Of those three, only Miller had top-level IMSA experience as a team, but by switching cars (from the Audi R8 LMS) and drivers (Sellers and Snow), they faced a steep learning curve with their new elements. O’Gara and Change, meanwhile, stepped up from Super Trofeo into the significantly deeper series.

Add in two other Konrad Motorsport entries for one-off starts in the opening two rounds of the Tequila Patron North American Endurance Cup – plus all the extra third and fourth drivers – and on paper, the odds for Lamborghini to start strongly looked good.

The problem, of course, was that Lamborghini started too strongly.

The Rolex 24 at Daytona was an exercise in eyebrow-raising once the Lamborghinis showed their full hand in race pace, running significantly faster lap times from most of its drivers throughout the race. A final charge from Fabio Babini in one of the Konrad cars nearly saw that car win before a late splash of fuel was needed and it dropped to fifth.

It caught the eyes of IMSA, the sanctioning body, which imposed the following penalties on February 22:

Following observed performance during Round 1 of the 2016 Championship, IMSA has levied penalties under Sporting Regulation Attachment 2, Paragraph 2.9 against the following GT Daytona (GTD) teams 11, 16, 21, 28 and 48, as well as to the manufacturer, Lamborghini.

Each team was assessed a post-race penalty of a stop plus five (5) minutes which was added to each car’s finishing time.

The manufacturer penalty was assessed as a loss of Championship and North American Endurance Cup points and a $25,000 fine.

The sanctions from IMSA were not the only speed bump Lamborghini hit in this time frame.

O’Gara’s team dissolved in the blink of an eye after one race owing to other unexpected financial straits that hit team principal Tom O’Gara’s other businesses.

It left Sweedler and Bell without a home – let alone the crew – and produced a bit of a domino effect.

O’Gara team manager Shane Senaviratne restarted his US RaceTronics team – originally founded in 2005 – for Super Trofeo in early March. Meanwhile Sweedler and Bell found a last-minute home with Robby Benton’s Change team in a second car, albeit only on a race-by-race basis.

Bell told me in April after the O’Gara effort collapsed, “It’s been a weird first quarter of the year. Last December I would have told you I’d never had a more solid stable situation. Things got out of our hands a bit quickly. It took a while to get things back on track, but now we have.”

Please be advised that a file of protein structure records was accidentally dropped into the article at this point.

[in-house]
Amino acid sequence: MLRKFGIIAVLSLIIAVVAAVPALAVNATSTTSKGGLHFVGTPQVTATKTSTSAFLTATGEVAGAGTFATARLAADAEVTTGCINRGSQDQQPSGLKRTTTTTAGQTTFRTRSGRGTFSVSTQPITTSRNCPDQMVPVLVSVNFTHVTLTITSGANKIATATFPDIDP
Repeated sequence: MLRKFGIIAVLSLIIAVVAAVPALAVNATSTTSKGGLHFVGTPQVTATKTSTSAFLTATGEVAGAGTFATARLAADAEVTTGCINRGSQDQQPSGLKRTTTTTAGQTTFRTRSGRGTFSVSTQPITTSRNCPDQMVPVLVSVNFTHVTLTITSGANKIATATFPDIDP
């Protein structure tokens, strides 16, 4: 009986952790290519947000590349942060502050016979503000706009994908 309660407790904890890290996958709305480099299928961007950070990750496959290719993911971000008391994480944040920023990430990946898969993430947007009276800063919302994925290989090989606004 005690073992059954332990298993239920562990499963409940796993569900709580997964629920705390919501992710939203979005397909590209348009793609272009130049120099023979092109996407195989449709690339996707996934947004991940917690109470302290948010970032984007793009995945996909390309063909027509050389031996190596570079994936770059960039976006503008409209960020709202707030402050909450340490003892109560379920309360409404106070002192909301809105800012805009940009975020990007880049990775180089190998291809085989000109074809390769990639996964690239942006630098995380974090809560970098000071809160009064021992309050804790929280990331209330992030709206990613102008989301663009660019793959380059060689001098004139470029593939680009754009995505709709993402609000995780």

Things didn’t get particularly better at Sebring. There were six Lamborghinis – the five from Daytona with the Bell/Sweedler car now under the Change umbrella – plus the debut of the Dream Racing Huracán. Lawrence DeGeorge had a heavy testing accident in Dream’s Huracán debut but the car was repaired in time for Sebring.

The Bell/Sweedler debut saw the car run out of fuel once, then stay out in the rain once the conditions turned miserable and Bell lost control at Sebring’s notorious Turn 17, having aquaplaned. In the second Change car, Lewis got a penalty in-race for an improper pass-around of the pace car. Even though that car led, it triggered a penalty that cost them nearly two laps and took them out of contention.

So two races, one race full of post-race penalties, the second with in-race penalties, and a best finish of sixth (Miller).

Two top-10s followed in the next round at Mazda Raceway Laguna Seca with the Miller car seventh and the No. 16 Change car 10th. After a 15th-place finish, the Bell/Sweedler car was withdrawn, with Bell resuming to focus on his Indianapolis 500 effort with Andretti Autosport and his NBCSN TV commitments, while both he and Sweedler would focus on their 24 Hours of Le Mans encore effort with Scuderia Corsa.

Bell nearly won Indy, and Bell, Sweedler and Jeff Segal did win Le Mans in the GTE-Am class following an incredible effort.

Lamborghini’s plight continued, meanwhile, in GTD. Sellers delivered the manufacturer’s first pole at Detroit, but in an abnormal strategic move, it meant he – and Change, who’d opted to qualify Pumpelly – would be starting their lead pro drivers and finish their lesser experienced pro drivers, Snow and Lewis. Eighth and sixth in the race was hardly what either was looking for.

It took until Canadian Tire Motorsport Park for Lamborghini to get its first podium and top-five results. The Miller car was third, the Change car fifth. Dream Racing came eighth for its best result to date.